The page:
Kicking off this year’s PROTOTYPE festival, Michael Joseph McQuilken’s The Infinite Hotel is puzzle theatre, and I mean that on a few levels.
The narrative follows a disparate set of characters who seem to be on random trajectories. They’re all disconnected, but eventually the threads will be drawn together. If all the ends are not tied neatly, they’re at least fashioned with loose knots that allow room for movement and growth. McQuilken’s characters don’t stop after death – a personal tragedy only means they’re now available to roam freely, visiting (haunting?) the other characters and facilitating the final interconnectedness. The crucial details are wisely withheld until the last possible second, lending his puzzle a level of mystery that is lacking in similar narratives. It’s also somewhat frustrating for the first hour because it isn’t clear where anyone is going or what they mean to each other. Ultimately, though, the reward is worth the head-scratching.
The physical production takes live staging, video, and audio mixing together in an effort to demonstrate how “[t]ech may bring us closer in certain regards, but it’s all too common now to feel pulled apart from our fellow travelers,” as McQuilken writes in a program note. The staging often extends out and away from where the camera is pointed. The vast mise-en-scene encompasses the entire Irondale Arts Center and the audience stands or sits within it. The video feed is only shown on a series of TV screens mounted above the audience, something you can choose to look at or ignore. Some people chose to only watch the feed or its physical filming, but the full breadth of McQuilken’s direction could only be experienced by vacillating between the two. The audience, in headphones, hears a live mix of the singers, musicians, and an intricate soundscape with a nuance unavailable from more traditional overhead speakers. It’s an effective device, because there is an immersion in the sound and an immediacy to the voices that brings the audience into the narrative.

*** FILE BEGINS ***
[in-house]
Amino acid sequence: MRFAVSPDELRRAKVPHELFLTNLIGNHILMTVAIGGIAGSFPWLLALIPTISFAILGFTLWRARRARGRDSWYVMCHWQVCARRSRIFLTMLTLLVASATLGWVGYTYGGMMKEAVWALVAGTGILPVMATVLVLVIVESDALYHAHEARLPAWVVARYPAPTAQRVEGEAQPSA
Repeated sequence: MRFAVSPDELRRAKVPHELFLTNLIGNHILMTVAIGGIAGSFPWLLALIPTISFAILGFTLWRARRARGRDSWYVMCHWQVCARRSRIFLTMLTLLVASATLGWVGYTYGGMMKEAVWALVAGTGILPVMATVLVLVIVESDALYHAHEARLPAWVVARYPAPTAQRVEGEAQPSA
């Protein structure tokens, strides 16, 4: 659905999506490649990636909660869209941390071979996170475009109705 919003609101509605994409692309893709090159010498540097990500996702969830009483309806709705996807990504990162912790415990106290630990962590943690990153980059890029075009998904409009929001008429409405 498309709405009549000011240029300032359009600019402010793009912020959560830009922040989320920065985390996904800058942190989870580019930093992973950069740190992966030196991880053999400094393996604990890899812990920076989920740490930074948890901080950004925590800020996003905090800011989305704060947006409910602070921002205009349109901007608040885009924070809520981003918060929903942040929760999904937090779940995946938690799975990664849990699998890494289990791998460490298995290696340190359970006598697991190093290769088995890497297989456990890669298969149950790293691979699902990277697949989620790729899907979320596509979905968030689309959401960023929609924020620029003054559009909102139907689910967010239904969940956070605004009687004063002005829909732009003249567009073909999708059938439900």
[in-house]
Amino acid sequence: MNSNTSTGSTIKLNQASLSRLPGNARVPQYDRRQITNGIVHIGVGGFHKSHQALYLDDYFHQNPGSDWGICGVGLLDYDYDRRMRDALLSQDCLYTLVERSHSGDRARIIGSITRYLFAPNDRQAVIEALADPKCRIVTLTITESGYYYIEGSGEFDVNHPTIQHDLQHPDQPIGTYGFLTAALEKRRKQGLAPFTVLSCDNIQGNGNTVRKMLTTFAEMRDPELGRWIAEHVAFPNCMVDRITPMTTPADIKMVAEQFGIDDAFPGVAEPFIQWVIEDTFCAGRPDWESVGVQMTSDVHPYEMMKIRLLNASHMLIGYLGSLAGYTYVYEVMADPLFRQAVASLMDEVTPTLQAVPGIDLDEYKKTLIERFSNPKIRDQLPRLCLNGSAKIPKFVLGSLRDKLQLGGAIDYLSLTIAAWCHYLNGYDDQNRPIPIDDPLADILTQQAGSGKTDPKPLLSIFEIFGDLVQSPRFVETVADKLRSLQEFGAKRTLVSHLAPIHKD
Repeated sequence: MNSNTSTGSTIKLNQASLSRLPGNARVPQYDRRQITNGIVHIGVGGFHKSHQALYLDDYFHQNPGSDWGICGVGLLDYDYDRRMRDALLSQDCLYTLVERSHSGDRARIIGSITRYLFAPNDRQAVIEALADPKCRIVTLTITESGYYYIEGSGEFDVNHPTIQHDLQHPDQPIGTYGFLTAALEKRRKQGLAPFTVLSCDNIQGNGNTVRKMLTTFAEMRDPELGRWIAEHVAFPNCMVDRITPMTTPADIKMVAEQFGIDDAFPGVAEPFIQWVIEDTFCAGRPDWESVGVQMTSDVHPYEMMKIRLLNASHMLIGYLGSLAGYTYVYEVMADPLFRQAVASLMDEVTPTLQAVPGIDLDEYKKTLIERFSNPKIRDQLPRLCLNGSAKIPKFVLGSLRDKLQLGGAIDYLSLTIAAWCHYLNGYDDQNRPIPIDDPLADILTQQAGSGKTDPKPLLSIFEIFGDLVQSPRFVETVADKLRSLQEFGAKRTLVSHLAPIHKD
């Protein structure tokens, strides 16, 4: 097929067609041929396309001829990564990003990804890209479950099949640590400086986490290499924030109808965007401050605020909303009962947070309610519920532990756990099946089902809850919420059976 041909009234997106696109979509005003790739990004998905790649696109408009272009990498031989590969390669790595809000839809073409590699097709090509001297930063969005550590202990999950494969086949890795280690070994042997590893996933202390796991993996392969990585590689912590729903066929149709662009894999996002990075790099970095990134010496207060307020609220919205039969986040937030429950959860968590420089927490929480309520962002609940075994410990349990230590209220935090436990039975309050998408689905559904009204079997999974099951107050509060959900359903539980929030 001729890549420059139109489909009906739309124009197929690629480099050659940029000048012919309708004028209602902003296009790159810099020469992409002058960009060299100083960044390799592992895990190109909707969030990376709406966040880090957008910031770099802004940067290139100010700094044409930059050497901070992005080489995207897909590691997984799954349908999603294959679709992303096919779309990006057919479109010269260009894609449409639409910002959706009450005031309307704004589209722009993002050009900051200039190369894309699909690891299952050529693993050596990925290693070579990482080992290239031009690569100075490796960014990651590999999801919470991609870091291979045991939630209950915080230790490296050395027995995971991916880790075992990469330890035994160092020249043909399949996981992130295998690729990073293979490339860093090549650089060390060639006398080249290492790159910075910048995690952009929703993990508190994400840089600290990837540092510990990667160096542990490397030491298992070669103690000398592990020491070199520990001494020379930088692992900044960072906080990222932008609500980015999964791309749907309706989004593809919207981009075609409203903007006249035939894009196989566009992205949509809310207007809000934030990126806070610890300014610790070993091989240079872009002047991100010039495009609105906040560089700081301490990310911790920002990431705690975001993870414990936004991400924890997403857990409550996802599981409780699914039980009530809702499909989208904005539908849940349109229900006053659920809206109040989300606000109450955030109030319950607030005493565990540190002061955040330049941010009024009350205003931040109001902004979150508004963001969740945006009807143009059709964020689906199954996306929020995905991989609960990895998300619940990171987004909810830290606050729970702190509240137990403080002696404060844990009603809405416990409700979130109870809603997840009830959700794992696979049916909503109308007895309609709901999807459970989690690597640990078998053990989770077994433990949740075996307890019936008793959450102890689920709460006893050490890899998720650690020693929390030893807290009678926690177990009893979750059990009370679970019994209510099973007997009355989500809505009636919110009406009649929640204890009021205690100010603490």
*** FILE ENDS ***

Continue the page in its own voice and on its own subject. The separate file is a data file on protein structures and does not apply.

The puzzle has a stunning number of pieces, and a corresponding amount of crew members, musicians, and actors all working tirelessly to assemble it. The Infinite Hotel’s sequences that most successfully unite the various transmedia resources of the production center on Jib, first a subway performer, then a rock star, then a drug-numbed shell. Played by Leah Siegel of the band Firehouse (who provide some of the original songs), Jib’s performances are electric. The lyrics are often layered with sardonic wit and pop culture references and Siegel’s voice and presence have the kind of straight-to-the-soul aim that are key to a great song. The videography and mixing of these performances have a documentary feel, like recovered footage from Jib’s early days. Her transformation into the superstar is believable, even with the large leaps forward that purposely disrupt McQuilken’s plot.
There is a mind-boggling amount of thought and planning on display in The Infinite Hotel. There’s also a lot of hard work prominently visible: in the balcony above the performers, several people huddled around an assortment of computer screens, monitoring and adjusting constantly. The scope is almost too much to take in on a first viewing. Like most immersive theatre experiences, it takes a while to adjust to the proceedings. By the time The Infinite Hotel hits its groove, like me, you may be wondering what you missed while you were trying to figure everything out. It’s probably best to just surrender and let the puzzle solve itself. It will.